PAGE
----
“A physician's nurse is invaluable. My nurses know what I want from a medical standpoint, and they are a wealth of information. If you want to speak to a physician directly, first talk with the nurse, who can help you in a more timely manner. Often, I cannot answer phone calls until the end of the day. On a few occasions I’ve found the patient's questions could have been answered by a nurse. We want to make the best use of your time so use all the medical staff resources available to you,” Chow said.
Make sure your phone number and address are correct in your chart
“While this is my front desk's responsibility, I'm always surprised by the number of patients I cannot contact, even after I personally verify their information. I need a valid, working phone number and address so I can reach you for results, discussions and questions,” Chow said.
Never assume no news is good news regarding tests, labs, X-rays and other similar results
“A friend of mine hadn't heard any news of her biopsy. One year later, she found out it was positive for cancer. Fortunately, everything turned out well, but I always ask all patients to call us for all results. There are times I cannot get a hold of patients, whether through wrong phone numbers, incorrect addresses, not receiving messages, full voicemail boxes or language barriers. Please, always contact your doctor's office if you do not receive a result in the expected time frame,” Chow said.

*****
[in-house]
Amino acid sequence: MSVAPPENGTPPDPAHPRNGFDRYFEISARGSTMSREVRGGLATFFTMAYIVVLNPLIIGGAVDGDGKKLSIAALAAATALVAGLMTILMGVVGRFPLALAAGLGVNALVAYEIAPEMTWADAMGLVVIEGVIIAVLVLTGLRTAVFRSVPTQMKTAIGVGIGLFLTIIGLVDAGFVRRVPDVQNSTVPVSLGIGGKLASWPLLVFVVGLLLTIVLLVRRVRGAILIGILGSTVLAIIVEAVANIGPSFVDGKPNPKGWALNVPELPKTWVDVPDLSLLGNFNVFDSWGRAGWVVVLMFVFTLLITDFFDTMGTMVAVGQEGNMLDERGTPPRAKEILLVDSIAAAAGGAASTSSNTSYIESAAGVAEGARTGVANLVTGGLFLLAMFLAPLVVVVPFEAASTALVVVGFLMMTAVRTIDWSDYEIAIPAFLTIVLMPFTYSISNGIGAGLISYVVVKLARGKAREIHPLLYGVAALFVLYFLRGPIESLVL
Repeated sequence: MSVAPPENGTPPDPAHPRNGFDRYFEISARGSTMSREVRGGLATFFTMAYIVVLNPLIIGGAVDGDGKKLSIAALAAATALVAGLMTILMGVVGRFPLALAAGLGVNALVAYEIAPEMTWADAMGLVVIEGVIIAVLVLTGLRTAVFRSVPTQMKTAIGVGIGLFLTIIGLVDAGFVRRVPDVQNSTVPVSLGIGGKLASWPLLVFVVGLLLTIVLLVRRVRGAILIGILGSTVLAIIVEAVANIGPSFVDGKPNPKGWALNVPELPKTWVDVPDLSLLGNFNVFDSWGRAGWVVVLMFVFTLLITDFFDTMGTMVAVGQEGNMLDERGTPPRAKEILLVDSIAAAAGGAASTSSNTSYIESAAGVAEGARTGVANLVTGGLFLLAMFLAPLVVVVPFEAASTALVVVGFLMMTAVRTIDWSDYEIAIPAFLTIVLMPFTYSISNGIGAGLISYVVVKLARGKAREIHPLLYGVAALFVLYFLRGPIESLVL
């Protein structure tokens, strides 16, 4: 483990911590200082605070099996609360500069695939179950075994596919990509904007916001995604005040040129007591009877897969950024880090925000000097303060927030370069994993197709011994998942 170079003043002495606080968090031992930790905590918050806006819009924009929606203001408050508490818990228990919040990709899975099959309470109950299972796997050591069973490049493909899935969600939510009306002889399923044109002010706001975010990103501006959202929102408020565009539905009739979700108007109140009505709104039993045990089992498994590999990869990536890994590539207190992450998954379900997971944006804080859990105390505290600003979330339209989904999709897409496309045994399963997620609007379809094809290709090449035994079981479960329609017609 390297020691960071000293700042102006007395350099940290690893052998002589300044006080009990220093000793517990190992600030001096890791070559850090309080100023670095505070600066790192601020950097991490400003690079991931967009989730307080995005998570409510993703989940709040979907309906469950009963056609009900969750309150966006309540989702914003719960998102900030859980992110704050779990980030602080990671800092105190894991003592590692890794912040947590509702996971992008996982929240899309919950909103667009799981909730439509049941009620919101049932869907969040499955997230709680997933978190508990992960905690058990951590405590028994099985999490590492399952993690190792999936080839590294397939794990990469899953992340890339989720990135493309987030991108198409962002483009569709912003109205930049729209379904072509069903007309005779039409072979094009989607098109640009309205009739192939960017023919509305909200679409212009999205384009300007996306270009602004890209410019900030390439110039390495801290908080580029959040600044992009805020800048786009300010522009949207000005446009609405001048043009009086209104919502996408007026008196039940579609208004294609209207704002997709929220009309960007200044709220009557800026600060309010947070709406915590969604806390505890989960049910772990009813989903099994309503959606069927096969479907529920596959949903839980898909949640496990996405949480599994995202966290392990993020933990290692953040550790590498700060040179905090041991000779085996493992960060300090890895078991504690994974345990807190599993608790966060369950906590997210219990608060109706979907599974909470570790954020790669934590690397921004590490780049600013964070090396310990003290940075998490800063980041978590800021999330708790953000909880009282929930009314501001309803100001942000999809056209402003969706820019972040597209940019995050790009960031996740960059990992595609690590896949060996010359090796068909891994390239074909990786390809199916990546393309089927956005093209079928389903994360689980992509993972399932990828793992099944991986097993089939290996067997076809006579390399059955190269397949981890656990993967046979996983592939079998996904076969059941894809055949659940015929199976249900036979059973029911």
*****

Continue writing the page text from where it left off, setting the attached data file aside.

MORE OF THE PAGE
Fill out papers to the best of your ability
“Many times I'll have paperwork in my box stating, ‘Patient needs you to fill out forms to take his medication at school,’ and I have no idea which medication the parent wants me to approve. At the very least, fill out the patient's name, date of birth and medication on the form. One of my favorite moms fills out every part of the form, except my signature. I truly appreciate her efforts to simplify my work flow. The more details you can provide, the more you fill out, the faster you will get your paperwork back. If there are multiple forms, I will often ask to keep one to make sure I have filled everything out correctly,” Chow said.
Don't bring too many friends